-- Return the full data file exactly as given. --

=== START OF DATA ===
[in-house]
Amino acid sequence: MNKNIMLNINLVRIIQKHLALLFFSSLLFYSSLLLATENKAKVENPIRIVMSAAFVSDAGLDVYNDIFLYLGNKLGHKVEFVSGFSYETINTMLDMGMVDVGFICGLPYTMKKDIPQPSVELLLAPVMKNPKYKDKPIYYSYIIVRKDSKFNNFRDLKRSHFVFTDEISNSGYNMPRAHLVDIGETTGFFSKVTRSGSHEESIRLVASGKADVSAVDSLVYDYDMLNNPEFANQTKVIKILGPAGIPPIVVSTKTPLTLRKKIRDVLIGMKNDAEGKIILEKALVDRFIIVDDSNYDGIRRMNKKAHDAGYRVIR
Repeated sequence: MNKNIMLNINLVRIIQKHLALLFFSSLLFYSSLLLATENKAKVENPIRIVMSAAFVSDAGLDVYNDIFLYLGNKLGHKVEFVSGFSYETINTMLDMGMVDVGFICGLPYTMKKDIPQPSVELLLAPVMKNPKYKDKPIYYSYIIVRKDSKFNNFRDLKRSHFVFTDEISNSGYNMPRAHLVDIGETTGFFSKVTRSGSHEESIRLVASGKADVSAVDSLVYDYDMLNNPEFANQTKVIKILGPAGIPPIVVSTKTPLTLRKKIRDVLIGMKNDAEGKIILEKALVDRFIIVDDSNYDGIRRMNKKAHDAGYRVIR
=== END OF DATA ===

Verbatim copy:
[in-house]
Amino acid sequence: MNKNIMLNINLVRIIQKHLALLFFSSLLFYSSLLLATENKAKVENPIRIVMSAAFVSDAGLDVYNDIFLYLGNKLGHKVEFVSGFSYETINTMLDMGMVDVGFICGLPYTMKKDIPQPSVELLLAPVMKNPKYKDKPIYYSYIIVRKDSKFNNFRDLKRSHFVFTDEISNSGYNMPRAHLVDIGETTGFFSKVTRSGSHEESIRLVASGKADVSAVDSLVYDYDMLNNPEFANQTKVIKILGPAGIPPIVVSTKTPLTLRKKIRDVLIGMKNDAEGKIILEKALVDRFIIVDDSNYDGIRRMNKKAHDAGYRVIR
Repeated sequence: MNKNIMLNINLVRIIQKHLALLFFSSLLFYSSLLLATENKAKVENPIRIVMSAAFVSDAGLDVYNDIFLYLGNKLGHKVEFVSGFSYETINTMLDMGMVDVGFICGLPYTMKKDIPQPSVELLLAPVMKNPKYKDKPIYYSYIIVRKDSKFNNFRDLKRSHFVFTDEISNSGYNMPRAHLVDIGETTGFFSKVTRSGSHEESIRLVASGKADVSAVDSLVYDYDMLNNPEFANQTKVIKILGPAGIPPIVVSTKTPLTLRKKIRDVLIGMKNDAEGKIILEKALVDRFIIVDDSNYDGIRRMNKKAHDAGYRVIR